She did tell them amounts for her checking account, retirement fund, rent and income, but the 1099s she was supposed to bring? They weren’t even looked at. She got $200 for monthly food stamps, up for review in six months.

If you want to apply, you’ll have to make the trip to one of these Brooklyn Food Stamp Centers. Applying by mail also is possible, as are telephone interviews under certain circumstances. And here’s a little fact of note: Food stamps are now accepted at a number of farmers’ markets.

While we’re on the subject of social welfare here, there are a couple of other useful benefits we thought we’d help direct you to: Medicaid and extended unemployment assistance.

Medicaid, put simply, is a program for those who can’t afford other medical care. Learn all you need at this site, of the New York State Department of Health. Take note: Medicaid’s eligibility requirements include income, resources, age, disability level and more. It’s not for everyone, even if you’re on the low end of the income spectrum.

Gaining extended unemployment assistance is a simpler process. Currently, there are 53 weeks of extended unemployment available after the initial 26 weeks of benefits. Eligibility, filing details and other important info is here, through the New York State Department of Labor.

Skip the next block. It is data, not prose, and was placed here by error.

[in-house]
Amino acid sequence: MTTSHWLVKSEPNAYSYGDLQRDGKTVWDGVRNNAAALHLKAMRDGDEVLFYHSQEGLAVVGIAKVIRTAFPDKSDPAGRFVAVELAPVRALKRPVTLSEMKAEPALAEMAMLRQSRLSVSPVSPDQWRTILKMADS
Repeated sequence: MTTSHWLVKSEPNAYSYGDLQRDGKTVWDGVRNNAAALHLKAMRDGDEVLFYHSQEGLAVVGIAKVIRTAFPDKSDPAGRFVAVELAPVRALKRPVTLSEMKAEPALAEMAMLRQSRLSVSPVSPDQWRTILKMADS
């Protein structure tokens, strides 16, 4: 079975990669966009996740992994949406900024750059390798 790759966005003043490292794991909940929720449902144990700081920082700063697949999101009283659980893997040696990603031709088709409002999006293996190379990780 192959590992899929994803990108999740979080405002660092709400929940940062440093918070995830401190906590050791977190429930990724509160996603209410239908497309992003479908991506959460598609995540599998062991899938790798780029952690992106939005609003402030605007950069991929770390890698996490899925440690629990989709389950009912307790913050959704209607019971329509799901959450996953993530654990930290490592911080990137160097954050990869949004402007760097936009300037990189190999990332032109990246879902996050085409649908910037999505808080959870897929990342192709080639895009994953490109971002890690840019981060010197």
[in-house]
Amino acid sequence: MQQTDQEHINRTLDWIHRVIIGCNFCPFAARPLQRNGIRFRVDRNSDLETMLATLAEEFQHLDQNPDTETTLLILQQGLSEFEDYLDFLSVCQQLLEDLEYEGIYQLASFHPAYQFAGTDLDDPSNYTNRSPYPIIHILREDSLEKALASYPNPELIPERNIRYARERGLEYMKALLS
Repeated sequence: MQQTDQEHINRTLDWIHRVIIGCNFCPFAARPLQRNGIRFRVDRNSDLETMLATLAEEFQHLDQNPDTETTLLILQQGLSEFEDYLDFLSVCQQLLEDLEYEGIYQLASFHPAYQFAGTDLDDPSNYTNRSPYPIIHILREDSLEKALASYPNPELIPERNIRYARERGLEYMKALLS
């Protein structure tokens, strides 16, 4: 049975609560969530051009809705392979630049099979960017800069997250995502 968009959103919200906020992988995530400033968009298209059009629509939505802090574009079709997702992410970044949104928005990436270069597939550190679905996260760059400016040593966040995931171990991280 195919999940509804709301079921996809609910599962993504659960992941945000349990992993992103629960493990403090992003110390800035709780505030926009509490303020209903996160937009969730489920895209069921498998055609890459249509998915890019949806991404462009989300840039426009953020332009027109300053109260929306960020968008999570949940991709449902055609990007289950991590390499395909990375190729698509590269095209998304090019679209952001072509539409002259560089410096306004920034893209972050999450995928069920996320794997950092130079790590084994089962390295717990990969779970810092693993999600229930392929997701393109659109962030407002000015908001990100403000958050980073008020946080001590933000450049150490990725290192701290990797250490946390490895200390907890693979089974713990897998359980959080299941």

Send your stumpers to [email protected].

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  1. Great. More lampreys sucking off of the working man. I believe in a man’s right to freedom and do or not do what they want. But sustain yourself. Be self-reliant. Have some self-respect and take care of yourself.

  2. @jr: I think thats an incredibly oversimplified way of looking at welfare/food stamps, but at the same time, if your point was that this article seems like an endorsement for abuse of the welfare system, I see what you mean.

  3. Hey geniuses at Brokelyn,
    Thanks so much for writing this helpul and unfortunately OH SO relevant post. Motivated by this post and my roommate who’s on food stamps, I braved the Ft. Greene government office, a two hour wait with screaming kids and angst-ridden fellow Brokelynites with much success. Thanks to your advice and a very generous NY State government, my food stamps and I have made several trips to the Park Slope Food Co-op! Here’s to the government forking over the dough so I can eat well! Thanks again.